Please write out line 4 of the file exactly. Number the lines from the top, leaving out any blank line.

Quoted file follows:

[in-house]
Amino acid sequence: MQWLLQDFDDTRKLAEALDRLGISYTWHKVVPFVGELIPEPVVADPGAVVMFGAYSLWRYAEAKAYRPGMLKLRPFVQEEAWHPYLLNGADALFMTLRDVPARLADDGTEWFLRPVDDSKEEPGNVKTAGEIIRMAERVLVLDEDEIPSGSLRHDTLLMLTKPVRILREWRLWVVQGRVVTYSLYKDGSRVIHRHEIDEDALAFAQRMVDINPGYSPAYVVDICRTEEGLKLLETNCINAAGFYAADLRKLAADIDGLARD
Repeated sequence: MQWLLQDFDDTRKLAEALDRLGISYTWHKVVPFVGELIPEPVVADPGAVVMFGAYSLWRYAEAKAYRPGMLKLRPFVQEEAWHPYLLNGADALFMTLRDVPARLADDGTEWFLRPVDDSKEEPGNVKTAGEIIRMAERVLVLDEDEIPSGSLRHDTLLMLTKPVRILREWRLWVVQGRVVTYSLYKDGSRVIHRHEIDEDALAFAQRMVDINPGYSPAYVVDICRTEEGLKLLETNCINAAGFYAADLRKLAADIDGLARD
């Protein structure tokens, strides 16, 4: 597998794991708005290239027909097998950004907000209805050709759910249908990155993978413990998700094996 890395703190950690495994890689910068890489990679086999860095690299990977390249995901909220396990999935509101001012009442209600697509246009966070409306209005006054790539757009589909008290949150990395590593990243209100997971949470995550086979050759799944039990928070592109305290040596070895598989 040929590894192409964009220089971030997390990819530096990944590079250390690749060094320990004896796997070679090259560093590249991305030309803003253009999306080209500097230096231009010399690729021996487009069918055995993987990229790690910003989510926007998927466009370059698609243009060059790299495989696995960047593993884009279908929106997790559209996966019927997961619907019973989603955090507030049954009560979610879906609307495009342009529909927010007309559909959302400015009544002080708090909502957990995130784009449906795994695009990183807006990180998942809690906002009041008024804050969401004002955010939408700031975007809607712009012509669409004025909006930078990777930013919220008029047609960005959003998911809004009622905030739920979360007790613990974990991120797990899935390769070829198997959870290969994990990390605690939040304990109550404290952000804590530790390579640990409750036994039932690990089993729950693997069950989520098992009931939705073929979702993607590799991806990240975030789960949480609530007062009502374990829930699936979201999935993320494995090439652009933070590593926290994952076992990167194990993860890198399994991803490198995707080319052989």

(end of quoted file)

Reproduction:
């Protein structure tokens, strides 16, 4: 597998794991708005290239027909097998950004907000209805050709759910249908990155993978413990998700094996 890395703190950690495994890689910068890489990679086999860095690299990977390249995901909220396990999935509101001012009442209600697509246009966070409306209005006054790539757009589909008290949150990395590593990243209100997971949470995550086979050759799944039990928070592109305290040596070895598989 040929590894192409964009220089971030997390990819530096990944590079250390690749060094320990004896796997070679090259560093590249991305030309803003253009999306080209500097230096231009010399690729021996487009069918055995993987990229790690910003989510926007998927466009370059698609243009060059790299495989696995960047593993884009279908929106997790559209996966019927997961619907019973989603955090507030049954009560979610879906609307495009342009529909927010007309559909959302400015009544002080708090909502957990995130784009449906795994695009990183807006990180998942809690906002009041008024804050969401004002955010939408700031975007809607712009012509669409004025909006930078990777930013919220008029047609960005959003998911809004009622905030739920979360007790613990974990991120797990899935390769070829198997959870290969994990990390605690939040304990109550404290952000804590530790390579640990409750036994039932690990089993729950693997069950989520098992009931939705073929979702993607590799991806990240975030789960949480609530007062009502374990829930699936979201999935993320494995090439652009933070590593926290994952076992990167194990993860890198399994991803490198995707080319052989």